(Honesty compels me to admit that this problem goes away if you insist that probabilities and utilities have to be rational numbers, because you can design a divide and conquer scheme that just enumerates all of the rationals between the current bounds. For technical reasons that I will not go into here I find this a fundamentally unsatisfying conclusion, but the short version is that the real numbers are a better approximation to the problems of physical measurement than the rational numbers are)

Which is fine, in practical terms you will very rarely need to know your utility to the last decimal place, but the interesting thing to note is this: Given access to a procedure that provides these increasingly fine grained approximations to the expected utility, you cannot actually recreate the original decision procedure with a process that is guaranteed to terminate.

The problem is this: Suppose we have some procedure that calculates a relationship \(\preceq'\) based on such converging approximate utilities. We want \(\preceq'\) to be identical with \(\preceq\), so lets assume we've succeeded and see if this leads to a contradiction.

Let \(p\) be some number where the process doesn't terminate and ask whether \(M_p \preceq' M_p\) (using the same \(M_p\) as above). If \(\preceq'\) agrees with \(\preceq\) we will get the correct answer that \(M_p \sim' M_p\).

Now, look at how many steps of the approximation you had to compute in order to get to that point, say \(k\). This gives us an interval \(q_k \leq p \leq r_k\).

Now at this point we decided that \(M_p \sim' M_p\) based on no information other than that \(p \in [q_k, r_k]\). Therefore for any other \(s \in [q_k, r_k]\) we would also decide that \(M_p \sim M_s\) (because we can't tell based on what we've computed that \(p \neq s\)). But in our original relationship we must have \(M_p \prec M_s\) or \(M_s \prec M_p\), because their utilities are \(p\) and \(s\) respectively. Therefore we have failed to recreate \(\preceq\) from the output of the VNM theorem.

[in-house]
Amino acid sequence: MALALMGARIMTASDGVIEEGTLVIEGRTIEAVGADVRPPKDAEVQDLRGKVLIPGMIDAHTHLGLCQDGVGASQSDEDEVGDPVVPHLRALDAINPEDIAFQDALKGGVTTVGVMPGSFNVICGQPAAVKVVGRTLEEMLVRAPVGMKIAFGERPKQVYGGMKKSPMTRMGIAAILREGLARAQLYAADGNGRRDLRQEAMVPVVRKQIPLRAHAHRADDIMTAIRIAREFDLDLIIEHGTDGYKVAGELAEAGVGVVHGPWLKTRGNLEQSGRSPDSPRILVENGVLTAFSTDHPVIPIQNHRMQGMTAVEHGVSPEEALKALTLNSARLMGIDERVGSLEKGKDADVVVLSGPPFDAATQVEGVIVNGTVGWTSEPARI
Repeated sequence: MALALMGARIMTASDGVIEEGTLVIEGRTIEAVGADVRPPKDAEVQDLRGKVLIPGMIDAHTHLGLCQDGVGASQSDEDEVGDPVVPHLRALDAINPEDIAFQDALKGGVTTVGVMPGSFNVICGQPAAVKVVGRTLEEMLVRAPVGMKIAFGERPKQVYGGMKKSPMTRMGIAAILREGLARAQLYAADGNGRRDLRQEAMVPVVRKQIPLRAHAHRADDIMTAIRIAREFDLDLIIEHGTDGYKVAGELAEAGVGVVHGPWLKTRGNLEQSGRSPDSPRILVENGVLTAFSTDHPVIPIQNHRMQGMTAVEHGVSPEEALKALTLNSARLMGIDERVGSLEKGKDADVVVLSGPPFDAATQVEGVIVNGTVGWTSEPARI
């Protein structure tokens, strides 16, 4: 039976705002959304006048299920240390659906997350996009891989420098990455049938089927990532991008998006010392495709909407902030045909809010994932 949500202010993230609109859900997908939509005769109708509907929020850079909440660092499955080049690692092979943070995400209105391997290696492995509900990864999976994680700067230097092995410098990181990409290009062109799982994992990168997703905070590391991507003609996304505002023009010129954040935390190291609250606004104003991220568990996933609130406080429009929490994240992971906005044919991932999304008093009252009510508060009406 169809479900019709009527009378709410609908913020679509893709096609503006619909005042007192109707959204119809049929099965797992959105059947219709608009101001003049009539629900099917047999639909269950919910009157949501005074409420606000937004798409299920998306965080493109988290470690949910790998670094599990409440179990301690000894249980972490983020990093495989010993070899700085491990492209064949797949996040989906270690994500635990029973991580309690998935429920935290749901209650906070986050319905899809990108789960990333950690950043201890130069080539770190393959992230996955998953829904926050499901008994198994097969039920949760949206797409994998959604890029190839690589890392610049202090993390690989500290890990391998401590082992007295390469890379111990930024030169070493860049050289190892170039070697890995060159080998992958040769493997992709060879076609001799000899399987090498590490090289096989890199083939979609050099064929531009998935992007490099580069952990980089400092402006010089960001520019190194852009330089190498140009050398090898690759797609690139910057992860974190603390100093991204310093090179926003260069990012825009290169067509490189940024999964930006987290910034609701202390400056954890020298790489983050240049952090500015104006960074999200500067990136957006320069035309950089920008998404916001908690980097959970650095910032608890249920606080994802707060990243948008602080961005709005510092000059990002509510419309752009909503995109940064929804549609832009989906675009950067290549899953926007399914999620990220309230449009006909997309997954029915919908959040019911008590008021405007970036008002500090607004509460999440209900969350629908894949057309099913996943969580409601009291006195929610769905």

Why is this interesting?

Well, mostly it's interesting because this looks exactly like my normal objections to the VNM theorem, but normally I justify it on practical grounds: You run into Fredkin's paradox (a term I've only recently learned - I've always thought of this as the Buridan's ass problem), where the amount of work you have to do to decide goes to infinity as you approach points of indifference. From a practical viewpoint where you have all sorts of measurement and approximation problems, this is (to me) obviously a problem with the theory, which is generally handwaved away by the setup: The VNM theorem basically starts by saying "OK so first assume you're omniscient..." which is what allows it to start by assuming that you have this decision procedure.

The interesting thing about this result is that the VNM theorem runs into this problem even on its own terms, without introducing any additional assumptions of physical reasonableness (unless you count "cannot run a literally infinite amount of computation"). The VNM theorem starts from an omniscient decision procedure and constructs a utility function, but you cannot run that process backwards from the utility function to such a decision procedure because of precisely the sorts of limitations that meant that you couldn't really have constructed that procedure in the first place.